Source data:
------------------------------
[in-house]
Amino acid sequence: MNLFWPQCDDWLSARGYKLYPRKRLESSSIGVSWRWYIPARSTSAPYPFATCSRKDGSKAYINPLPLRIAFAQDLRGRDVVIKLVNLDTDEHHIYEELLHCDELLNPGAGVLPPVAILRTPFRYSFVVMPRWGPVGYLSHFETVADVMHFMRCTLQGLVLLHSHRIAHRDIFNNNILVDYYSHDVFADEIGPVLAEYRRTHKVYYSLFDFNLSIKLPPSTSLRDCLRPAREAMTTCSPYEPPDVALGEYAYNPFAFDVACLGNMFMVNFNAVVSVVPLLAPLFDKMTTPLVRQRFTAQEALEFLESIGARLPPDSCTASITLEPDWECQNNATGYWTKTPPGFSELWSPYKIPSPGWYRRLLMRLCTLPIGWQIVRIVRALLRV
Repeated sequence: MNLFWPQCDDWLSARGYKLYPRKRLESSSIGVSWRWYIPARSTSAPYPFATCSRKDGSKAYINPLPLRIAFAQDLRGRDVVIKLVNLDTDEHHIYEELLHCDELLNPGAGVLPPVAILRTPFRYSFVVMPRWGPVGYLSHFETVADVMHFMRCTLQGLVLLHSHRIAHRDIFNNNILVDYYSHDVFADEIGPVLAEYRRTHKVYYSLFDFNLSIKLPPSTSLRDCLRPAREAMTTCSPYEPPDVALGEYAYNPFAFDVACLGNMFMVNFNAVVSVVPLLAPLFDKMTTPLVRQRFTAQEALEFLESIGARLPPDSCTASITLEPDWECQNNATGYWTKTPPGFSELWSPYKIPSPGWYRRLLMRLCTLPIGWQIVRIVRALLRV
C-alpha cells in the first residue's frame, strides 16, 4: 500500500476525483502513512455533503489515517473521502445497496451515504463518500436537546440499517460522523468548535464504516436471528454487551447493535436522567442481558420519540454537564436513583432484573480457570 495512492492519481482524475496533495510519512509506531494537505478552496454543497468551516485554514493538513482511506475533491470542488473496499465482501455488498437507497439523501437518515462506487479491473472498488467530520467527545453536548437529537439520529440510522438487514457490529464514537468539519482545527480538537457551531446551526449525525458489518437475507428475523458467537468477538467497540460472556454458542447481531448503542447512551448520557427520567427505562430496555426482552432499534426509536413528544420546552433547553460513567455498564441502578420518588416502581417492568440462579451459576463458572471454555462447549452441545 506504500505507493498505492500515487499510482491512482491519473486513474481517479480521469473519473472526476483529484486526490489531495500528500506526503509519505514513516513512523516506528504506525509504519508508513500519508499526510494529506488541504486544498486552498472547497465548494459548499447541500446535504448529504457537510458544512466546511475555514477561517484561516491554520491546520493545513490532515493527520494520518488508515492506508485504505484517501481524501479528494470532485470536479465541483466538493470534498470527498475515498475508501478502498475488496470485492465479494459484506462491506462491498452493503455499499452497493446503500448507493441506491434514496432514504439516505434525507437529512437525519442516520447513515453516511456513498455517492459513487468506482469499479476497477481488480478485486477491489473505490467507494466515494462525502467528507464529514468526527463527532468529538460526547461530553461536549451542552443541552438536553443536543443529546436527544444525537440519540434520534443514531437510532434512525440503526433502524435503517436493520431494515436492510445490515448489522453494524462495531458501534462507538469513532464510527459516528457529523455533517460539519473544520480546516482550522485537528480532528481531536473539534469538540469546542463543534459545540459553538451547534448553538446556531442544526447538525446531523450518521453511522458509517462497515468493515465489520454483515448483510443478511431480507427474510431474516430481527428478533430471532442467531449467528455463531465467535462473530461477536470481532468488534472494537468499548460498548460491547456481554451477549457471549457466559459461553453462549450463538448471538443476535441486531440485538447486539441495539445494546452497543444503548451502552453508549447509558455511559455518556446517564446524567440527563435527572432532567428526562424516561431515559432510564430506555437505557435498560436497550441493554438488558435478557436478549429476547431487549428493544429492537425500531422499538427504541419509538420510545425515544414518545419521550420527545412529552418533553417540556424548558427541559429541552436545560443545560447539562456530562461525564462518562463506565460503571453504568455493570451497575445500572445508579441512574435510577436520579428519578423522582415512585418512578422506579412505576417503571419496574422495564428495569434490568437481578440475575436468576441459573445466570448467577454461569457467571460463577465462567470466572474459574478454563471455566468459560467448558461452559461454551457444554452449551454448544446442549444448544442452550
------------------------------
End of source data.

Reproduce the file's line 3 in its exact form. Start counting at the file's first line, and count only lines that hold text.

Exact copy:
Repeated sequence: MNLFWPQCDDWLSARGYKLYPRKRLESSSIGVSWRWYIPARSTSAPYPFATCSRKDGSKAYINPLPLRIAFAQDLRGRDVVIKLVNLDTDEHHIYEELLHCDELLNPGAGVLPPVAILRTPFRYSFVVMPRWGPVGYLSHFETVADVMHFMRCTLQGLVLLHSHRIAHRDIFNNNILVDYYSHDVFADEIGPVLAEYRRTHKVYYSLFDFNLSIKLPPSTSLRDCLRPAREAMTTCSPYEPPDVALGEYAYNPFAFDVACLGNMFMVNFNAVVSVVPLLAPLFDKMTTPLVRQRFTAQEALEFLESIGARLPPDSCTASITLEPDWECQNNATGYWTKTPPGFSELWSPYKIPSPGWYRRLLMRLCTLPIGWQIVRIVRALLRV